Can He Take First?

Batted Out of Order

Triple Play; Game Over?

Moveable Bag

Touch Third or Throw Home?

Infield Fly Not Caught

Ball Hits Ump

Switch-Hitter Changes Sides

Ball Hits Hand on Bat

Must Break Your Wrist?


How Would You Rule? – I

How Would You Rule? – II

How Would You Rule? – III

How Would You Rule? – IV

How Would You Rule? – V

How Would You Rule? – VII

How Would You Rule? – VIII

How Would You Rule? – IX

How Would You Rule? – X

How Would You Rule? – XII

How Would You Rule? – XIII

How Would You Rule? – XIV


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How Would You Rule? – VI

You are presented with a situation that actually occurred or might occur in a game. To play along, decide how you would rule or score. Then click the button to find out what either the umpires or the official scorer actually decided.

Can He Take First?

August 23, 2008 – New York Yankees @ Baltimore Orioles

Orioles OF Melvin Mora
Melvin Mora

Situation: Bottom of second. Nick Markakis on first with two outs. Melvin Mora batting with 1-2 count.

Mora strikes out on a pitch in the dirt with Markakis running on the pitch. C Ivan Rodriguez does not tag Mora, who heads to the dugout with his bat in hand. After reaching the grass beyond the dirt circle around home plate, Mora is alerted that Rodriguez did not catch the ball and runs to 1B. In the meantime, the Yankees leave the field thinking there are three outs. So Markakis and Mora advance to second and third respectively.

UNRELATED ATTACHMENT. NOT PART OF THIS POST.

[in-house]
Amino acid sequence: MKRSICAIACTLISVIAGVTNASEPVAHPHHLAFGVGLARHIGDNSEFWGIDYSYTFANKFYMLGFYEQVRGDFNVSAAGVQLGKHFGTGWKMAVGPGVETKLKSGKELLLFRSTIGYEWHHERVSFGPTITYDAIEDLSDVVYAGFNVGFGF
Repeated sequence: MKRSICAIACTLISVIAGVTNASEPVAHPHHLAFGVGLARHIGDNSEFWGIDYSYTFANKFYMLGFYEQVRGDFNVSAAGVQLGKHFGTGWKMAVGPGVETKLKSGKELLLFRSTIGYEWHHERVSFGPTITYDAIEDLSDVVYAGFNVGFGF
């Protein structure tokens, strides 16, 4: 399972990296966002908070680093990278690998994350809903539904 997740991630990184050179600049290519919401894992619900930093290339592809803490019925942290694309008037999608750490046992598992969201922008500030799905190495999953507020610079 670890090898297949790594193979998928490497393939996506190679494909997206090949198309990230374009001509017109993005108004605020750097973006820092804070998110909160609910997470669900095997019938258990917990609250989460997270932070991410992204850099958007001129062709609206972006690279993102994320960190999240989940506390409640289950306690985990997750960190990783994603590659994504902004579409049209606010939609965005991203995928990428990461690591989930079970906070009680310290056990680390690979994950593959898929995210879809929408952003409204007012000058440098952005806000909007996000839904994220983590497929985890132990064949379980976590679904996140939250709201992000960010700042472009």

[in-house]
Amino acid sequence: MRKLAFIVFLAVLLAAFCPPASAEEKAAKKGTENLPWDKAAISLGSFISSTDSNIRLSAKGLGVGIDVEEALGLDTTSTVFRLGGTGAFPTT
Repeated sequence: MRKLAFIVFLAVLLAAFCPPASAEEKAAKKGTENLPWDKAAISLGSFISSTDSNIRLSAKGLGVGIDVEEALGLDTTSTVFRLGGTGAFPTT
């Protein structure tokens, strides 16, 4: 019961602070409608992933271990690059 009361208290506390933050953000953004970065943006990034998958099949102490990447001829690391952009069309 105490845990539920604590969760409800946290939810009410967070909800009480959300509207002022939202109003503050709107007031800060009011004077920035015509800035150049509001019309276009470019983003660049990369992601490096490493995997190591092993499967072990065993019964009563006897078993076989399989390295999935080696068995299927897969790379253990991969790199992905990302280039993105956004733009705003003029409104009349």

Yankee manager Joe Girardi argues that Mora should be called out because he didn't immediately run to first after striking out.

Ivan Rodriguez
Ivan Rodriguez

Reference: "Baseball Rules Corner," Rich Marazzi, Baseball Digest, March/April 2009
Batted Out of Order

May 20, 2009: Milwaukee Brewers @ Houston Astros

Bottom of first: Michael Bourn leads off for Houston and singles. However, the lineup card given to Milwaukee manager Ken Macha by Astros skipper Cecil Cooper before the game listed Kazuo Matsui hitting first and Bourn second. Macha protests to the umpires.

Ken Macha, Brewers
Ken Macha
Triple Play; Game Over?

c 1981: New Orleans high school game between Jesuit and Rummel, as described to me by an eye witness; future major-leaguer Will Clark played 1B for Jesuit.

Bottom of seventh (and last) inning: Jesuit leads 1-0, but Rummel has the bases loaded with none out.

  • The coach calls for a suicide squeeze with all three runners on the move.
  • The batter pops the bunt toward the 1B line. The P dives and makes the catch, tumbling several times, kicking up a dust cloud that obscures the play. The home plate ump makes a quick out signal.
  • Neither side realizes the P caught the ball. The runner on third slides home easily.
  • Injuring himself on the play, the P is slow in gathering himself. So the 3B coach sends the man racing from second home with what Rummel thinks is the winning run, setting off a celebration.
  • Clark throws down his glove in disgust. His teammates wander dejectedly.
  • The P pulls himself together but cannot get the attention of his fielders to take a throw. So he hobbles to 2B and tags it, the base umpire signalling out.
  • Still getting no response from Clark, the P lumbers to first and tags the bag. Third out. Unassisted triple play. Game over. Jesuit wins 1-0.
  • The score stands after the predictable rhubarb with the Rummel coaches.

Giants 1B Will Clark
Will Clark
Moveable Bag